Every team in the project had a mentor and I took a lot of guidance from our mentor for my project manager role. My mentor helped me develop my management style and advised me on different approaches to managing the different people in the team and I learned a great deal as a result of this.

What’s been the biggest learning curve?
Very early on in this internship I realised that I am here not to prove myself or the skills I already possess but to try and acquire new skills and knowledge from the pool of brilliant, talented and experienced engineers I was working with. This attitude and willingness to learn is what I feel, has benefited me most during this placement year. It has enabled me to have no inhibitions when working with more experienced people in the department and ask them to teach me something they are good at. 

What else are you working on at National Instruments at the moment?
I joined NI as an Applications Engineer, where after my intense training of two months, I began supporting our customers. NI has about 35,000 companies as customers around the world in different sectors of engineering and my role as Applications Engineer is to support these customers using our products. I have to understand their engineering applications which could range from medical to aerospace to radio frequency related. Many at times I need to recreate their problems in our lab using the same products and then try and find a technical solution for them.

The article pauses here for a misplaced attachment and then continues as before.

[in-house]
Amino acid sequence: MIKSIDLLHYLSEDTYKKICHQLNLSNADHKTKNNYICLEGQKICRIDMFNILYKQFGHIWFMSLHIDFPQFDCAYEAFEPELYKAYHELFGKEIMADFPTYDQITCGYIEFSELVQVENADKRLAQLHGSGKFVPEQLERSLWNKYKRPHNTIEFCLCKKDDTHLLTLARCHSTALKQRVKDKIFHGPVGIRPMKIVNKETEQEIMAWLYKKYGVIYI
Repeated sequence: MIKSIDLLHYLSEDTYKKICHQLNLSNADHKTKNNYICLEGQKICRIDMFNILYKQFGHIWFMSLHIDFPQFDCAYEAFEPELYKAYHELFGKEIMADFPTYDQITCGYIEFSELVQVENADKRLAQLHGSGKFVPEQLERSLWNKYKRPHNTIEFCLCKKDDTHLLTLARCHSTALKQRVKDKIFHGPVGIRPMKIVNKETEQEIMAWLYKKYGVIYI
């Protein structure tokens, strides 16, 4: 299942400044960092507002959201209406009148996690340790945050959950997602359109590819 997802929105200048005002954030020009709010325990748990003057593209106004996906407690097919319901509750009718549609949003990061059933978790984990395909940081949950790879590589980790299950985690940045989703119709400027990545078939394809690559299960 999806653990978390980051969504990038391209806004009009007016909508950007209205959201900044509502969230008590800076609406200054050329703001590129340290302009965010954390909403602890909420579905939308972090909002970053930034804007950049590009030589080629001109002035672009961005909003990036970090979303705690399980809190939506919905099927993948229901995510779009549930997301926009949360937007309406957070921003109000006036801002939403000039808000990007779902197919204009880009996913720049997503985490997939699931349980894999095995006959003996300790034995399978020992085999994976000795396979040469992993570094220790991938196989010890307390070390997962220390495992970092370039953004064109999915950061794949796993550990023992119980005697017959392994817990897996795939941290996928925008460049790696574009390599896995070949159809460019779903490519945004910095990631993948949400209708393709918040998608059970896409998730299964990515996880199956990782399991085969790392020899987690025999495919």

I was also given the opportunity to do a three month stint/rotation in the technical sales department as a technical sales engineer. These three months really opened my eyes to the business side of engineering and gave me a different perspective of the industry. My role was primarily understanding the application needs of our customers and supporting them by advising on the right software and hardware products to satisfy their needs. Many at times I had to match their specifications with our products and produce a product list and quote for them. I was mainly in-charge of business in Scotland and North East of England and worked with a Field Engineer based in the area to support our business in the area.

Tell us more about the rowing event you organised as part of the NI team:
This was a fun event. Every year the Newbury Round table organises a massive charity event called Crafty Craft which involves building your own boat, forming a team and taking part in a boat race in the canal in Newbury. This year I was in-charge of organising our team. I began working on oganising teams to work on this event with me and I got some very talented people to fix our boat, paint it and also got some great rowers from the company. The theme for Crafty Craft this year was 'Brazilian Adventure'  and we named our team 'myRIO Car-NI-val' – a pun on the latest NI product myRIO and NI for National Instruments.